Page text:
Abstract: The spreadsheet provide a multidimensional framework for furthering open access to research output. Combining three dimensions (i.e. aspects of open access, actors involved and the levels at which actions can be taken) results in a multidimensional framework that can inform future developments. Vertically, the different aspects of open access are projected. Horizontally, the five “levels of engagement” are presented for each of the different actors relevant for open access in the Dutch context. The framework can be used in various ways. For instance one could fill it with current actions/policies. But one could also use it to prioritize or plan future actions. This file set contains both the template and the versions filled with current actions relevant for researchers in the Nederlands in PDF format, in spreadsheet format and as presentation slides.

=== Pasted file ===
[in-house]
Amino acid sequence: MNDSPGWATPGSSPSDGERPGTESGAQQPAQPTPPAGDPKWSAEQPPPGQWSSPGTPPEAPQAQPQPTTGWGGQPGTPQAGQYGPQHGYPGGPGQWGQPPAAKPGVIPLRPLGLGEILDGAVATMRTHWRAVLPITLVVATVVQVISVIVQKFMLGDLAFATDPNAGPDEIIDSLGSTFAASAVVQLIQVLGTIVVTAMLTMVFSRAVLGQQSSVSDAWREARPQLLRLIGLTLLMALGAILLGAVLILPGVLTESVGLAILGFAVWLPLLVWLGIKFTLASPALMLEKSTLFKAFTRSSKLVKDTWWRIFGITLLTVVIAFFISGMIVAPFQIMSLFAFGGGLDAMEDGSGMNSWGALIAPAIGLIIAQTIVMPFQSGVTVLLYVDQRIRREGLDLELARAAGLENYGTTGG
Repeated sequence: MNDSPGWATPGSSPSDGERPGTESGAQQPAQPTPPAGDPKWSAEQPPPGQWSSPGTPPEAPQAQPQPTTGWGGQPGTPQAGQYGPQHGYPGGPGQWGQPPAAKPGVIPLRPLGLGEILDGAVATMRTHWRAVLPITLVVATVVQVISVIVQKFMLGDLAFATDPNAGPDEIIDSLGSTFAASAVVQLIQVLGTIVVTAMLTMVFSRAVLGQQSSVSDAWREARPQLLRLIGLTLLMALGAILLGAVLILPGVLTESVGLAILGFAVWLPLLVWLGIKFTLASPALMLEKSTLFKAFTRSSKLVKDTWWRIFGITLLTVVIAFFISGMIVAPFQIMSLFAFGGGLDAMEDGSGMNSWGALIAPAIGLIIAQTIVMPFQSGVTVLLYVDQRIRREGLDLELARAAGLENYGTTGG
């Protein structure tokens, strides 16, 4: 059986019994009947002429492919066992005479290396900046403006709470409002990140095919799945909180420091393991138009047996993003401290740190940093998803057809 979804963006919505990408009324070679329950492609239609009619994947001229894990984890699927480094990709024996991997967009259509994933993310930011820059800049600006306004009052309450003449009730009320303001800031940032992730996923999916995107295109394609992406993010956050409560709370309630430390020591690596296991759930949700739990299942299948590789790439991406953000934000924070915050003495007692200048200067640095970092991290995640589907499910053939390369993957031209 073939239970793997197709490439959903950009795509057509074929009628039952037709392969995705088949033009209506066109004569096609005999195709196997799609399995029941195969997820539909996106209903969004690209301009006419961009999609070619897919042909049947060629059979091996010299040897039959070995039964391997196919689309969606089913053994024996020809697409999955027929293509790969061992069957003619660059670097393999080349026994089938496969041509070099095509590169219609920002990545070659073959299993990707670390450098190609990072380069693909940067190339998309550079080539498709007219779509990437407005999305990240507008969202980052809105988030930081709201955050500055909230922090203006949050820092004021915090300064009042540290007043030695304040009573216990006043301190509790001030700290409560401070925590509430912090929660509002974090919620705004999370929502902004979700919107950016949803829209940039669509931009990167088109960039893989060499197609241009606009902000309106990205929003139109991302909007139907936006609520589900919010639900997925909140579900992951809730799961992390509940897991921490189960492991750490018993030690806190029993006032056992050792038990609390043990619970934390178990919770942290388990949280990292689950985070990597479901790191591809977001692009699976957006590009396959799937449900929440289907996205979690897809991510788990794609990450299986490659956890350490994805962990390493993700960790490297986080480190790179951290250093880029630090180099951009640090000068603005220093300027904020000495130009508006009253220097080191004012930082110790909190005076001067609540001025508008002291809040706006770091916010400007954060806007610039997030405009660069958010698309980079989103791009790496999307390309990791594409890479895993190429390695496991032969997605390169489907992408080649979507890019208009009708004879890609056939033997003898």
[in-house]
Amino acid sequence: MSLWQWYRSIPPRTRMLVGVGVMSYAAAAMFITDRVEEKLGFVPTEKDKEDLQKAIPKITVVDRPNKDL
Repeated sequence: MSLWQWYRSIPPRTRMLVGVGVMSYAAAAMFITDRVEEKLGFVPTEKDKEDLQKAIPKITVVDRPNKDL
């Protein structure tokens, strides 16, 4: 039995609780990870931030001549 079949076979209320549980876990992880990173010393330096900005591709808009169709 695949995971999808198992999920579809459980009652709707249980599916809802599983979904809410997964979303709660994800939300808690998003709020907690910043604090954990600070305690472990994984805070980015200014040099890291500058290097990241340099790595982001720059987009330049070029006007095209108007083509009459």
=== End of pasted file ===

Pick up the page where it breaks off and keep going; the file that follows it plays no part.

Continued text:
Abstract: Extensive research has taken place over the years to examine the barriers of OER adoption, but little empirical studies has been undertaken to map the amount of OER reuse. The discussion around the actual use of OER, outside the context in which they were developed, remains ongoing. Previous studies have already shown that searching and evaluating resources are barriers for actual reuse. Hence, in this quantitative survey study we explored teachers’ practices with resources in Higher Education Institutes in the Netherlands. The survey had three runs, each in a different context, with a total of 439 respondents. The results show that resources that are hard or time-consuming to develop are most often reused from third parties without adaptations. Resources that need to be more context specific are often created by teachers themselves. To improve our understanding of reuse, follow-up studies must explore reuse with a more qualitative research design in order to explore how these hidden practices of dark reuse look like and how teachers and students benefit of it.